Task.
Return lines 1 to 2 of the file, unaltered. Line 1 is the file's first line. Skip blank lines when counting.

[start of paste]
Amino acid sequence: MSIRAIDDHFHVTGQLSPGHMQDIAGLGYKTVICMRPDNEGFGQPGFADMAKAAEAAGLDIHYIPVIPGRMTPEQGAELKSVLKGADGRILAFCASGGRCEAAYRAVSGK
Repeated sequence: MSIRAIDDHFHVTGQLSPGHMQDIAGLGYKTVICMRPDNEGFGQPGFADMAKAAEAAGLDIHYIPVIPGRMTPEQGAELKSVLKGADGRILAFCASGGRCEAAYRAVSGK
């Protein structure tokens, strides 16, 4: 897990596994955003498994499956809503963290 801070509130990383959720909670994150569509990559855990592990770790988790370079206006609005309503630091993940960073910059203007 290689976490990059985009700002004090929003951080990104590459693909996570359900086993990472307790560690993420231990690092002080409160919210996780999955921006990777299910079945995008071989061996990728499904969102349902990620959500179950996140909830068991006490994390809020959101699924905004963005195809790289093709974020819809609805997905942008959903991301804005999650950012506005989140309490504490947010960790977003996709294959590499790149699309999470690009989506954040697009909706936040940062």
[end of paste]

Amino acid sequence: MSIRAIDDHFHVTGQLSPGHMQDIAGLGYKTVICMRPDNEGFGQPGFADMAKAAEAAGLDIHYIPVIPGRMTPEQGAELKSVLKGADGRILAFCASGGRCEAAYRAVSGK
Repeated sequence: MSIRAIDDHFHVTGQLSPGHMQDIAGLGYKTVICMRPDNEGFGQPGFADMAKAAEAAGLDIHYIPVIPGRMTPEQGAELKSVLKGADGRILAFCASGGRCEAAYRAVSGK